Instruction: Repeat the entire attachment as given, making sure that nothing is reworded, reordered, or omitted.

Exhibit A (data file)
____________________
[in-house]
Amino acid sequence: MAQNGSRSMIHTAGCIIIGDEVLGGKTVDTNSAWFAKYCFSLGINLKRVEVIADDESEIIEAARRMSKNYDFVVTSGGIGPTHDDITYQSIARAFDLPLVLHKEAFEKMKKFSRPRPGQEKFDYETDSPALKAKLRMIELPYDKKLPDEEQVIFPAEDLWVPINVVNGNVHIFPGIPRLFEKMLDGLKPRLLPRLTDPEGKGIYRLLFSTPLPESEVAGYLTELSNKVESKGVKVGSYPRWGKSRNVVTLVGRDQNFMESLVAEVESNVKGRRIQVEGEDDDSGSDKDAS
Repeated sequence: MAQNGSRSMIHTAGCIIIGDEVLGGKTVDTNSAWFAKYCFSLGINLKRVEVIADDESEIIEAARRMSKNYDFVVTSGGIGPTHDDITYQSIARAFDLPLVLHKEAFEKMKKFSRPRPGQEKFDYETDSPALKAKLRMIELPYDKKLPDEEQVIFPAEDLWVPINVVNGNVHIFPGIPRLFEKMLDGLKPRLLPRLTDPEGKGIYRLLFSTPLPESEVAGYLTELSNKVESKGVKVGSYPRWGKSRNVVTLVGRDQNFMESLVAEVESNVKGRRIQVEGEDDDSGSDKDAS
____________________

[in-house]
Amino acid sequence: MAQNGSRSMIHTAGCIIIGDEVLGGKTVDTNSAWFAKYCFSLGINLKRVEVIADDESEIIEAARRMSKNYDFVVTSGGIGPTHDDITYQSIARAFDLPLVLHKEAFEKMKKFSRPRPGQEKFDYETDSPALKAKLRMIELPYDKKLPDEEQVIFPAEDLWVPINVVNGNVHIFPGIPRLFEKMLDGLKPRLLPRLTDPEGKGIYRLLFSTPLPESEVAGYLTELSNKVESKGVKVGSYPRWGKSRNVVTLVGRDQNFMESLVAEVESNVKGRRIQVEGEDDDSGSDKDAS
Repeated sequence: MAQNGSRSMIHTAGCIIIGDEVLGGKTVDTNSAWFAKYCFSLGINLKRVEVIADDESEIIEAARRMSKNYDFVVTSGGIGPTHDDITYQSIARAFDLPLVLHKEAFEKMKKFSRPRPGQEKFDYETDSPALKAKLRMIELPYDKKLPDEEQVIFPAEDLWVPINVVNGNVHIFPGIPRLFEKMLDGLKPRLLPRLTDPEGKGIYRLLFSTPLPESEVAGYLTELSNKVESKGVKVGSYPRWGKSRNVVTLVGRDQNFMESLVAEVESNVKGRRIQVEGEDDDSGSDKDAS